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My costume isn't so complex which is a blessing for my wallet--I owned everything but the make-up and the wings before today--and I will reluctantly admit that it was inspired by a writing session I had recently where I was listening to my favorite album by the Books and realized I needed to dress up as the angel of death.



HIPSTER SCUM. I know, I know. But the effect of the costume is that I look nothing like a hipster. In fact, I look more like I'm larping, which is somewhat embarrassing. I decided not to get dressed twice today, so I've been wearing my costume on errands and got my wings stuck in the bank doors just a small while ago. The people in line seemed horrified at the sight of me. Good thing that's what I was going for.

If you paid the $20 ticket fee for non-students (or if you happen to be a student), I'll see you on the dance floor tonight. And hopefully not impale you with my feathers.

What dinner parties are made of.

Last night on our day off, Jericha and I decided it was time we threw a dinner party for a few of our co-workers. No, that sounds too sophisticated. We told them to bring beer and we would make food. We christened this gathering an impromptu meeting of the Right Honorable Ladies Society, our salon that usually takes place on Thursday nights, but instead of food for thought, we mostly stuck to the dinner aspect of things. And feast we did, on my momma's old faithful baked macaroni and cheese recipe, accompanied by heaps of bok choy. We have strange tastes, but the food we make always tastes amazing.

Alongside the supply of Shipyard Pumpkin that we mostly sipped in the alley during cigarette breaks while getting hit with doors and drenched with rain, there was quite a bit of giggling for one very special reason. Jericha had a flashback to childhood (I cannot remember what it was triggered by) that lead her to the following video:



Not only did we find where MJ learned his footwork, but we asked a lot of questions that supplied endless laughs as well.

Good food, good friends, and good ol' youtube. Welcome to the typical gathering of the 21st century.

Where the quiet part of my heart lives.

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The leaves in the suburbs put farm country to shame. Hadley asparagus may be delicious this time of year, but I will take rhubarb any day of the week, if only because it means I get to play with knives in the backyard, all while donning my peacock-print Tina Turner dress. And since I can't have her fabulous, giant hair at the moment, I suppose I will settle for wearing the old denim jacket I unearthed in the basement this afternoon, to be rocked a la 1984:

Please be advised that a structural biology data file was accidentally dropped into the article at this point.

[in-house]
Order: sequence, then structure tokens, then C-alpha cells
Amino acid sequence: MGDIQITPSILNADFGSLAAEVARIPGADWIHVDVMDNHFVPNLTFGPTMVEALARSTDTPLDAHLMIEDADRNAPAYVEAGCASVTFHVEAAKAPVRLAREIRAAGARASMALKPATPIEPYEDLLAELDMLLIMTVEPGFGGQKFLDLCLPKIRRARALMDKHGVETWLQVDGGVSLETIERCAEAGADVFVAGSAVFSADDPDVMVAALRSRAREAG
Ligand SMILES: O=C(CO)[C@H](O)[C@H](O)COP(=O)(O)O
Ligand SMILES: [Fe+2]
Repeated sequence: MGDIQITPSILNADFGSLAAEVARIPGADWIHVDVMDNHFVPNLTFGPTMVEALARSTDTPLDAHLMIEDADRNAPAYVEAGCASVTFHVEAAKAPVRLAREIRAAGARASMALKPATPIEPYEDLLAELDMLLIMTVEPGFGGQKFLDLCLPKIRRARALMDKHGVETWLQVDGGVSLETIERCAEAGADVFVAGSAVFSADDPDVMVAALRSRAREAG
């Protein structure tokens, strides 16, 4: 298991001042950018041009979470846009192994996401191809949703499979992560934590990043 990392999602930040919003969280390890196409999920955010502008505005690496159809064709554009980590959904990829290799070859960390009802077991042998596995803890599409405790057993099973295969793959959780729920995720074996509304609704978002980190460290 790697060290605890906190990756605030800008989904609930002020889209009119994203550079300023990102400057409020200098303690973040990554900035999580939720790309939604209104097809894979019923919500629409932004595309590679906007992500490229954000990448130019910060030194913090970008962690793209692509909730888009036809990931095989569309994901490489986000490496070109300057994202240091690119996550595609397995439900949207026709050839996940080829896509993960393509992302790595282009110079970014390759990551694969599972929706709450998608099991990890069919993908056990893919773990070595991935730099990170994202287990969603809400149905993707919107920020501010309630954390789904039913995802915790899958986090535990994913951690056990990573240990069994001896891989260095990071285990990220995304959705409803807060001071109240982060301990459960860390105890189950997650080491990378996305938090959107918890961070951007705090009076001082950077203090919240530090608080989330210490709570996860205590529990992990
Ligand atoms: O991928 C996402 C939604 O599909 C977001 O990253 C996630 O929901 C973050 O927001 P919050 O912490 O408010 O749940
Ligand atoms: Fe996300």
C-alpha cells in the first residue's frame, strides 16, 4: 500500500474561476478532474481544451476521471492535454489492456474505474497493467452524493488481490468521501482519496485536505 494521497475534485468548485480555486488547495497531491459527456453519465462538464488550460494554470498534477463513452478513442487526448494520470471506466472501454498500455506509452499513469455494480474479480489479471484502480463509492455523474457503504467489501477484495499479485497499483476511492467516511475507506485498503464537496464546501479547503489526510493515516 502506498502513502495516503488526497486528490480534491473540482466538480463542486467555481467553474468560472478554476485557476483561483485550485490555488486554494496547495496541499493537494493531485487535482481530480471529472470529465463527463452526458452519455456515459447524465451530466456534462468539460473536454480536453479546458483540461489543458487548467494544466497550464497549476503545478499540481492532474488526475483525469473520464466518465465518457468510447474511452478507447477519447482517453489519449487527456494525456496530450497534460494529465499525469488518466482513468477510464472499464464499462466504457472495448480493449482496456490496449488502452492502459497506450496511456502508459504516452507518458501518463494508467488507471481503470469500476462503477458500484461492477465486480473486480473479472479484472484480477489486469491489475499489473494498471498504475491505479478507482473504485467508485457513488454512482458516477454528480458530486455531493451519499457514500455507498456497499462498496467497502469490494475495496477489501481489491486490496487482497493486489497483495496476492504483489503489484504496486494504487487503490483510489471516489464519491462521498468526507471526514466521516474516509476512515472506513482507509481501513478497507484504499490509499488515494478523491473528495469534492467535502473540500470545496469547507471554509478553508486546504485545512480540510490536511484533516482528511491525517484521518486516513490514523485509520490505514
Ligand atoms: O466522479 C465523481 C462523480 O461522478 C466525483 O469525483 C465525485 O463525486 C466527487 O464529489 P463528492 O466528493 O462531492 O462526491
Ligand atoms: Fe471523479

And just because I found this somewhat disturbing, here she is dancing seductively with a giant shoe?



If I have time to be watching all of this, it is thoroughly summer. I am in the midst of my only real vacation for the next string of months and I've already managed a close encounter with a deer on the Palisades Parkway, locking my keys in my car outside Sean's new apartment, getting lost off the BQE, a brief layover in Clinton Hill to visit the men of Black 29 Productions, the "recession special" at Gray's Papaya, a dentist appointment, and two massive loads of laundry.

Also, mostly so that my sister knows what I'm talking about when I say "those cats that wave at you in Chinese restaurants", I bought this:

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I think that I may have a super power that allows me to turn pictures the color of my hair?

I haven't named him yet. (Suggestions welcome.) He will match perfectly with all of the old furniture my grandmother has nearly been carrying to my car herself--since I've been here, I've been offered all manner of dressers, shelves, end tables, lamps, etc. from the vast stores in the basement, attic, and garage. It would seem that my family has enough furniture for three families. I can be almost certain that none of it is new. Curb shopping coupled with pack rat tendencies makes for interesting after dark navigations of the living and dining rooms. And every visit I've made for the past year, I forget they moved the location of the kitchen garbage.